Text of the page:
Some people are skeptical about genetics testing. I’m on the fence. Our family was asked if we wanted to have our genomes mapped. I wasn’t interested. It wasn’t about not trusting but the simple fact that I didn’t want to stress out about something I don’t have control over, like going bald. I’m definitely for diagnostic testing, though.
HMS: What still needs to be done?
JLW: A lot of things. I think it’s important that scientists try to do what’s best for everybody collectively, not only for their own gain but for the benefit of the individual. Better communication is an important step, as are bringing awareness through engagements and forming partnerships with patients. I think these are the core to moving forward in a positive and productive direction.
Ann Merchant is deputy executive director for communications at the National Academies of Sciences, Engineering and Medicine.
HMS: What brings you to this forum?
AM: Meetings like this create interesting conversations that allow me to discover complexities surrounding genetic and genomic research. We can then turn around and present those not-so-obvious nuances to the entertainment industry. A film or television writer may go on to create a scientist character and add a colleague from the divinity school, or a sister or a spouse from a more religious background, and write a conversation that bubbles up from some of the issues we’ve been discussing with communities of faith over the last couple of days.
HMS: But surely your goals go beyond helping the entertainment industry?
AM: Our bigger agenda is for audiences to have a similar experience to what I’ve had here by seeing a movie or a television show that takes some of these conversations and dramatizes them. The medium makes the stories more accessible to people who can’t attend a meeting like this or don’t think they’re interested in genetics and genomics. They can see these conversations play out and come back and talk about them.
HMS: What can entertainment do for genetics education?
AM: We keep hearing that there’s not a wide acceptance of genetics. People don’t understand why it’s relevant to them. There’s a sense of mistrust. The science is new and people don’t really get it. How do you make it all come together?
You don’t have to turn to complicated science or arcane applications. Tell a story about sequencing a character’s cancer and how that provides an opportunity to treat that cancer, and people will understand about personal genomics very quickly.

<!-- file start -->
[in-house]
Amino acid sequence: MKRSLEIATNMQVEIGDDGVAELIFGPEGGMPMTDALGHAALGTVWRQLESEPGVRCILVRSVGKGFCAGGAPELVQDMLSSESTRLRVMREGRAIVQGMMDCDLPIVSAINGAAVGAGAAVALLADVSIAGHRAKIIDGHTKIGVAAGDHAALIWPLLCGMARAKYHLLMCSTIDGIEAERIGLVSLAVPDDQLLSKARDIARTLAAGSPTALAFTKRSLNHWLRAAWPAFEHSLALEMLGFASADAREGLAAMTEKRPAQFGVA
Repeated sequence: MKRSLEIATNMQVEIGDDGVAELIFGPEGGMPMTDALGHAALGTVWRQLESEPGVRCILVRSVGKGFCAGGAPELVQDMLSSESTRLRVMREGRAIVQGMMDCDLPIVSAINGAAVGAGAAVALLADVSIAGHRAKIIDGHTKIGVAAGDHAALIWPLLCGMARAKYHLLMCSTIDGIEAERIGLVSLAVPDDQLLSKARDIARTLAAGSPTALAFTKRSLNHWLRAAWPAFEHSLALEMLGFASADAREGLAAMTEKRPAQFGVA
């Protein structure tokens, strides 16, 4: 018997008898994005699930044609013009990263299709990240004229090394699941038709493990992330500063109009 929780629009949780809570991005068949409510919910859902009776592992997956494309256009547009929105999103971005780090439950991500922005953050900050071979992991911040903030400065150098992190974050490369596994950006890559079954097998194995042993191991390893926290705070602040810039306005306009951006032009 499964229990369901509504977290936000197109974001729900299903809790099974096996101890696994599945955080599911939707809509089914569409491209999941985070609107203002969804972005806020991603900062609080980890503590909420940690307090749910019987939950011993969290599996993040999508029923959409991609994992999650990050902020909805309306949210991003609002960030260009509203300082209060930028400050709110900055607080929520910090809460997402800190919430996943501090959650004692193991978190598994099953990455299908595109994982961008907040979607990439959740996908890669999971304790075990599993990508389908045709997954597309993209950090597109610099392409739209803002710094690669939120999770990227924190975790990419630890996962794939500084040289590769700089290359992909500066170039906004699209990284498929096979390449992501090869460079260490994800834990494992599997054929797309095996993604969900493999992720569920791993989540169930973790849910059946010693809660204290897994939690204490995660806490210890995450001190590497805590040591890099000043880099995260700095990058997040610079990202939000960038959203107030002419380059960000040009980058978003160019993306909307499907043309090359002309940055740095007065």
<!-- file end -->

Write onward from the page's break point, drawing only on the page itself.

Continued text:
When people are diagnosed with cancer, most doctors wouldn’t tell them to get their cancer sequenced. But I bet if you put that story on film or television and a viewer gets a diagnosis, then they’ll say, “Wait a minute, doc, could I get my cancer sequenced?” I see this as a real public health opportunity. Then there are these tipping points. You get into some of the other applications for personal genomics and people start to see the bigger picture.
HMS: What still needs to be done?
AM: People need to see characters on screen they can relate to, and that means characters who look like them. Hollywood has a well-known problem with diversity. There are writers, producers and directors who are trying to address it. They have to make sure it’s not just white characters who embody stories about genetics. And it can’t be just an African American patient talking to a white doctor, either; diversity has to be seen throughout the continuum of care and research and across different shows and films.
pgEd is supported by the HMS Department of Genetics and recently received a National Institutes of Health Science Education Partnership Award to expand its programs in high schools and the broader community, particularly in historically underserved urban and rural communities. pgEd had also previously received funding from Sigma-Aldrich, Autodesk, Genentech, IDT and an anonymous donor and in-kind support from Front Line Genomics and Veritas Genetics.